“The finding supports the increasing recognition that medically unexplained pain conditions may pertain to a larger spectrum of symptoms, and that a common denominator for the different symptoms might be a more general dysregulation in perception of sensory stimuli,” the authors concluded.

19 comments

  1. Denise Bault says:

    What? I’m sorry…I couldn’t hear you. 🙂
    Very interesting article. I remember many years ago when I first started having symptoms of what is now known as fibromyalgia. They thought I had Meniere’s disease! (I didn’t.) But I do have hearing loss and I’m only 58. My ears always feel “full.” Anyone else?

    • Jamie says:

      When I was in my 20’s I started to have pain, and it just kept getting worse over the years. In my 30’s went to a pain clinic and was checked for fibromyalgia but I was short by two pressure points. So of course no one said what was really wrong with me, I just kept going and tried to ignore the wide spread pain the best I could. And then I turn 50 and I can’t hear out of my right ear, I go get hearing checks done and over a years time I’ve lost my hearing in my right ear. Oh and I also have a very loud buzzing in that ear. Then at 53 I was diagnosed with central pain syndrome with fibromyalgia being a symptom of that as the doctor tells me. I could handle the hearing loss but the buzzing is what drives me nuts.

      • Miranda says:

        I have this really loud ringing my right ear. Its driving me crazy. Sometimes i think sticking an ice pick in ear would be a good solution

      • Suzzieq says:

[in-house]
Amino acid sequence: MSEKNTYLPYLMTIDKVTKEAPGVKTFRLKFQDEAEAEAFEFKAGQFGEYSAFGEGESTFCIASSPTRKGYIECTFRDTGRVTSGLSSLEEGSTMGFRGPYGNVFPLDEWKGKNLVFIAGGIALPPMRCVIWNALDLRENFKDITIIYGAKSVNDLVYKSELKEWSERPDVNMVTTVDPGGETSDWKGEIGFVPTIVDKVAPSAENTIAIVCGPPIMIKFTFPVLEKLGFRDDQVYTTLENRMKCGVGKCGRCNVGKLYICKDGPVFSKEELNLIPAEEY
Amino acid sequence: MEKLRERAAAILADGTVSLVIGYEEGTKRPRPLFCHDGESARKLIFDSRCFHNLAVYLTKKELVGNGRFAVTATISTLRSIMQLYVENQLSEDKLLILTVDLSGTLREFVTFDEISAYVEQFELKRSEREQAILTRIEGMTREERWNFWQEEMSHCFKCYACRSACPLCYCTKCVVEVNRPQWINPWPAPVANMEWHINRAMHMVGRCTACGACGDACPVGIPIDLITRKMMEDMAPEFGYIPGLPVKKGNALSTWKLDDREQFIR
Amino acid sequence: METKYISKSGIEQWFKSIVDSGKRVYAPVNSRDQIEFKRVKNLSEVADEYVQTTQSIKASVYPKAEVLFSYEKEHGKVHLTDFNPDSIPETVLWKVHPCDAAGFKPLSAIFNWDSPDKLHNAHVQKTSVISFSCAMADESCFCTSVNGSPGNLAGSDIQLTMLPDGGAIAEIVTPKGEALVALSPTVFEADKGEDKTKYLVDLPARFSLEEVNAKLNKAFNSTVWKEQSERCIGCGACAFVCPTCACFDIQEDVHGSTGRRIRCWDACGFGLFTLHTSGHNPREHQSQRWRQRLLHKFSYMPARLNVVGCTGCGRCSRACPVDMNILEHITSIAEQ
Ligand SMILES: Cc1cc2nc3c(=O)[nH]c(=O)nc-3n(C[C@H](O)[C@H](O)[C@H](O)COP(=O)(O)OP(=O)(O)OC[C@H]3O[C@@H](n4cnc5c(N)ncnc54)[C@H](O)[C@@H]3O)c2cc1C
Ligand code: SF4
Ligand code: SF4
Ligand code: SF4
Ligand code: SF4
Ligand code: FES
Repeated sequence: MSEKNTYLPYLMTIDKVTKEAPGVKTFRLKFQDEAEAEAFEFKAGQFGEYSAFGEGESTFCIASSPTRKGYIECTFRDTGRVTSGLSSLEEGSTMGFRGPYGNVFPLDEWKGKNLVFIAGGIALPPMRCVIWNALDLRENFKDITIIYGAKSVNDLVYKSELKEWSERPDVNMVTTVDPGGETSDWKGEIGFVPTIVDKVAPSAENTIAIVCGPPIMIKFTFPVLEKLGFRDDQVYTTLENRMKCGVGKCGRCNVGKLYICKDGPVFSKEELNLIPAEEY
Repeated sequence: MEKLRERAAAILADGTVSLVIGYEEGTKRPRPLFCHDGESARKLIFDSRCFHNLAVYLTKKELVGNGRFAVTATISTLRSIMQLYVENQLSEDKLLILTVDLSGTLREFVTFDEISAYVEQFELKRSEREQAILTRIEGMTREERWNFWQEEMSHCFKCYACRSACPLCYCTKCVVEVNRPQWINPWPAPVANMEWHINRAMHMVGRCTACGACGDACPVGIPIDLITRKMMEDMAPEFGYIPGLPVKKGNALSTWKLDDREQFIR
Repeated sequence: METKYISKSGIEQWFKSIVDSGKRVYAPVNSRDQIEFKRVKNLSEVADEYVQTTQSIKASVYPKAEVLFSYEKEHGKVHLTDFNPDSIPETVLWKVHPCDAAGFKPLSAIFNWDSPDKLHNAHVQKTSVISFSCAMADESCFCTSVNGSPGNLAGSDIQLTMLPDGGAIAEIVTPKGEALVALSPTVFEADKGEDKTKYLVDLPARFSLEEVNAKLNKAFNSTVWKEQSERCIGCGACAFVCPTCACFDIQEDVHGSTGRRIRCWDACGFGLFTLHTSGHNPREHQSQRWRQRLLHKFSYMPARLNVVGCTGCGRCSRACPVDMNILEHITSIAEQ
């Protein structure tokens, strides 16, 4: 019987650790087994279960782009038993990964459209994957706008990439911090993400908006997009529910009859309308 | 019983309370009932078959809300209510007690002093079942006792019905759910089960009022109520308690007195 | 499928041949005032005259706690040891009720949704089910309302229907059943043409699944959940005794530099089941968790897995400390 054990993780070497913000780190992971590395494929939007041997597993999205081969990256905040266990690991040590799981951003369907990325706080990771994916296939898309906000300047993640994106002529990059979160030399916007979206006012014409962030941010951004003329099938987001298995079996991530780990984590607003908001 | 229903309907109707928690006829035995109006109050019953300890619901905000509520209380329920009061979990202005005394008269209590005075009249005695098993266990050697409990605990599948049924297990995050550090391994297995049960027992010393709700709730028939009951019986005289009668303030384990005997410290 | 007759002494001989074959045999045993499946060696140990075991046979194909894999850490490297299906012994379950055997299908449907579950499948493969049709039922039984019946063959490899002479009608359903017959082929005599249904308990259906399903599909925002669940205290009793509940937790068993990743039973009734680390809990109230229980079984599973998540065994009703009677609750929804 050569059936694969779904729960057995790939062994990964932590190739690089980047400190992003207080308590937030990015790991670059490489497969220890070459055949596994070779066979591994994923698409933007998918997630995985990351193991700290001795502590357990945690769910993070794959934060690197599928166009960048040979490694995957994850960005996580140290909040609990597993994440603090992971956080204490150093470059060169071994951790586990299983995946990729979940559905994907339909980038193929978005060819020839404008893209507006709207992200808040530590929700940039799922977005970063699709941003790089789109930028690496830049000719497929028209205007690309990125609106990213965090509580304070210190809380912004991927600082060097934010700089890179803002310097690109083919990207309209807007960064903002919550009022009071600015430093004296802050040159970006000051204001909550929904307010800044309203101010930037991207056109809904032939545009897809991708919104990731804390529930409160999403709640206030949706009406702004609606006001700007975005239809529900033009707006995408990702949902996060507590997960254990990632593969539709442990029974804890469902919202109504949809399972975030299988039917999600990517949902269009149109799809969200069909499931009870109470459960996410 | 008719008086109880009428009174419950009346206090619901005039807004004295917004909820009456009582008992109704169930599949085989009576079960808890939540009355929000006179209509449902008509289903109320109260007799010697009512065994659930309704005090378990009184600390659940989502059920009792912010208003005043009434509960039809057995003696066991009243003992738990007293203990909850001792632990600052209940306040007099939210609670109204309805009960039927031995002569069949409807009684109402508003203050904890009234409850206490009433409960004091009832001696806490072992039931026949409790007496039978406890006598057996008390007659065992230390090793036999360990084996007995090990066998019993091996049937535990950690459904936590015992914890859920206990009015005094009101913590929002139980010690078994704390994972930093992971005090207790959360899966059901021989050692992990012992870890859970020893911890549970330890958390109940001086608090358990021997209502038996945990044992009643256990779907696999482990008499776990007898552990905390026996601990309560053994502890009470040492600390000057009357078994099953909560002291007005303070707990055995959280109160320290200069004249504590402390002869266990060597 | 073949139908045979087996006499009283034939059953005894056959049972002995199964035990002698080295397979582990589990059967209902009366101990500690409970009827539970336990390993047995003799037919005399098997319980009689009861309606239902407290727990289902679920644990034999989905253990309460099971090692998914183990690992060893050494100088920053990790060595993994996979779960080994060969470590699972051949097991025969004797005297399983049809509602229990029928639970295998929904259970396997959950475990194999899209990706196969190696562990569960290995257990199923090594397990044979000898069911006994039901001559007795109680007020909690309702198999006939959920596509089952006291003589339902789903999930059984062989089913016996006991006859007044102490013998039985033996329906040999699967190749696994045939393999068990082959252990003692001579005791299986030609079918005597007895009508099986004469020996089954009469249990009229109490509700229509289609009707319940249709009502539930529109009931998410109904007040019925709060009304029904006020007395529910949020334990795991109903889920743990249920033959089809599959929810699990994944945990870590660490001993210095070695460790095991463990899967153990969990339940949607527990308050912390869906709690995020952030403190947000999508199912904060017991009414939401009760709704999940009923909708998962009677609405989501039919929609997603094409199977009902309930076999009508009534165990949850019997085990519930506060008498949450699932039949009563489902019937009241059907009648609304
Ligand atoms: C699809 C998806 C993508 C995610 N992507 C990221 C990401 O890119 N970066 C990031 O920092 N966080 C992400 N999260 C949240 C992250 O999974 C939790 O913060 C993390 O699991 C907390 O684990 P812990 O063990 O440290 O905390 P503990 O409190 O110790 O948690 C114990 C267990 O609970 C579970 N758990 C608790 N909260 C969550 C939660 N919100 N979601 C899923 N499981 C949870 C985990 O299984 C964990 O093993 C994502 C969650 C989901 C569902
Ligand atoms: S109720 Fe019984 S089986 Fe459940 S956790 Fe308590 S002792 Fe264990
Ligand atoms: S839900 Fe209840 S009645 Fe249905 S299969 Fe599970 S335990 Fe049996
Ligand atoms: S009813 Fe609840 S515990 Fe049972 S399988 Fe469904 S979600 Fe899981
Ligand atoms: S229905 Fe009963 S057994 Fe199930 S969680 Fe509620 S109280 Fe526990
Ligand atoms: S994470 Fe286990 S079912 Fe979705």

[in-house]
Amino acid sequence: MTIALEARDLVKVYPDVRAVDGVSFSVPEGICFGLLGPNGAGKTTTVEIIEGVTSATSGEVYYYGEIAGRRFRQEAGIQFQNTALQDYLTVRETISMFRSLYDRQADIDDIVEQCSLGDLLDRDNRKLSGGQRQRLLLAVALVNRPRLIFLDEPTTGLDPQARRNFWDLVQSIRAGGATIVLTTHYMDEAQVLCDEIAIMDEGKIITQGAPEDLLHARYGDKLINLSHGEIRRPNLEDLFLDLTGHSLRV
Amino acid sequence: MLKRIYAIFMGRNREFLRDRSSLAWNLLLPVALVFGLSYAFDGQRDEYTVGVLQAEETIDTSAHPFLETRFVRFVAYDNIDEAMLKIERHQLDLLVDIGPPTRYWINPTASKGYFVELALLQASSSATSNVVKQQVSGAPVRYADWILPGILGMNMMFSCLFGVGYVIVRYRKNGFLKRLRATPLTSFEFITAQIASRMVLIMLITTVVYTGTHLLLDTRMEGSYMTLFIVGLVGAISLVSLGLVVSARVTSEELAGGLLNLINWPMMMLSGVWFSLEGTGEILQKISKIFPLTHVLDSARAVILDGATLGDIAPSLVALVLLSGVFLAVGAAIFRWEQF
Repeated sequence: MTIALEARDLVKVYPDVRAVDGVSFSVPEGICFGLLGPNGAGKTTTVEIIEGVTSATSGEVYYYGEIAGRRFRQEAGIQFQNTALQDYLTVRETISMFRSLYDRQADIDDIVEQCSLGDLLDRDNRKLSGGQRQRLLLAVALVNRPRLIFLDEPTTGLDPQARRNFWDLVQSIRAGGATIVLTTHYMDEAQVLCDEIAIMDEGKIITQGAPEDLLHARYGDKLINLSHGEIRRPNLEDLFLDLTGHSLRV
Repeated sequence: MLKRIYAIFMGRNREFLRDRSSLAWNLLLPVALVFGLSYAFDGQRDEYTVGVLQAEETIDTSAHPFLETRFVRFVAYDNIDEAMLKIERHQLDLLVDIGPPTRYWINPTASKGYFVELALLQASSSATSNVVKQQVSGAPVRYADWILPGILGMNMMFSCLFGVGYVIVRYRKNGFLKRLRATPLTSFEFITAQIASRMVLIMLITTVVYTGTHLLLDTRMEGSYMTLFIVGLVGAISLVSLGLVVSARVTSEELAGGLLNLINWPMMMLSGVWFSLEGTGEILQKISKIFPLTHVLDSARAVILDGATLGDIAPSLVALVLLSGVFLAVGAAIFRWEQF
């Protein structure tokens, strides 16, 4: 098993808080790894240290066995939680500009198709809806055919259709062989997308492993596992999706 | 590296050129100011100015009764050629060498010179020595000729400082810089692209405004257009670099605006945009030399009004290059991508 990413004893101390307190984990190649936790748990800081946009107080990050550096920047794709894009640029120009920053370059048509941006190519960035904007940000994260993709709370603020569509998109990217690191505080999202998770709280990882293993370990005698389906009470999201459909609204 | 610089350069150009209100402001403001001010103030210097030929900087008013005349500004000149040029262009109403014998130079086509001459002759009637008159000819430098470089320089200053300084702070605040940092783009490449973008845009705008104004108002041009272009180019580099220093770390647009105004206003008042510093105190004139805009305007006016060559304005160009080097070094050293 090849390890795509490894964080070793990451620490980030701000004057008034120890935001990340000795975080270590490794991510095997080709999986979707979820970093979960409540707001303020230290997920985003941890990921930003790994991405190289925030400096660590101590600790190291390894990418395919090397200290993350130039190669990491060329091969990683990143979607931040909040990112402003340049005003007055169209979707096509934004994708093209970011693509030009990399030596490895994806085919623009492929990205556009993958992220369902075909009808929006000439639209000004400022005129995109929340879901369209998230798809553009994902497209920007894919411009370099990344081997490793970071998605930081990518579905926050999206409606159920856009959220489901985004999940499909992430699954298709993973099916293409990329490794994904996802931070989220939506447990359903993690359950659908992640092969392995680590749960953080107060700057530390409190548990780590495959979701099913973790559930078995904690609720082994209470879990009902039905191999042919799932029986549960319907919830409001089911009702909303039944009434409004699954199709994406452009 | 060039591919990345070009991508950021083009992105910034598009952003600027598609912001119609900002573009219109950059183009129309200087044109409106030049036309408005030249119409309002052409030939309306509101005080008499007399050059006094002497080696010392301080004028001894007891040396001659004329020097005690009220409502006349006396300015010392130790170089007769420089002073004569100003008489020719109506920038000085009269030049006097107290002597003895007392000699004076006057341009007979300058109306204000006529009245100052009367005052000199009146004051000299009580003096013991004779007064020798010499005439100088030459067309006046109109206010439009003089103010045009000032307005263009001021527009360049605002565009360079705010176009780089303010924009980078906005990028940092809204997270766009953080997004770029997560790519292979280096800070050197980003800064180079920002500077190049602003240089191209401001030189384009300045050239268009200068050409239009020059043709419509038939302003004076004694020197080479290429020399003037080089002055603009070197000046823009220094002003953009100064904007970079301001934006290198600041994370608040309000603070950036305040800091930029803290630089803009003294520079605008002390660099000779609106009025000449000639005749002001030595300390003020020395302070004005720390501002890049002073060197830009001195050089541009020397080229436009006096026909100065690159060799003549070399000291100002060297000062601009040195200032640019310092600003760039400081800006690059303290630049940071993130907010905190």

When is was about 35 I got sick. I had on going sinus and ear infections. At 35 I became extremely dizzy. I went to the doc 3 times in 2 weeks. I was throwing up couldn’t stand up straight. Awful. My best friend drove me I was unable to drive. I had other strange symptoms unexplained skin rashes and chronic hives. No one put anything together. I was getting sinus and ear infections w fluid in both ears about every 5-6 weeks. Finally 6 yrs later I was ref to an ENT doc. He sent me to the balance center at UVA medical center. We found that most likely 6 yrs earlier I had an infection in my inner ear that destroyed my balance on my left side. Once gone it doesn’t come back. My brain has worked hard to try and compensate. Even now tho 21 yrs later I’m still sick w sinus issues and fluid in my ears makes me dizzy. That goodness not as often. I’ve felt like for several yrs my hearing has been getting worse. I was finally diagnosed w fibro a yr ago this past January. I am so sick right now w fluid in both ears and sinus infection. Yet again. My hearing has been getting worse for about the past 6 month. I can barley hear for a week or 10 days. I’m sure it’s worse due to my fluid. I am going may 26 for a hearing test. I feel sure I’m losing my hearing. Wish me luck.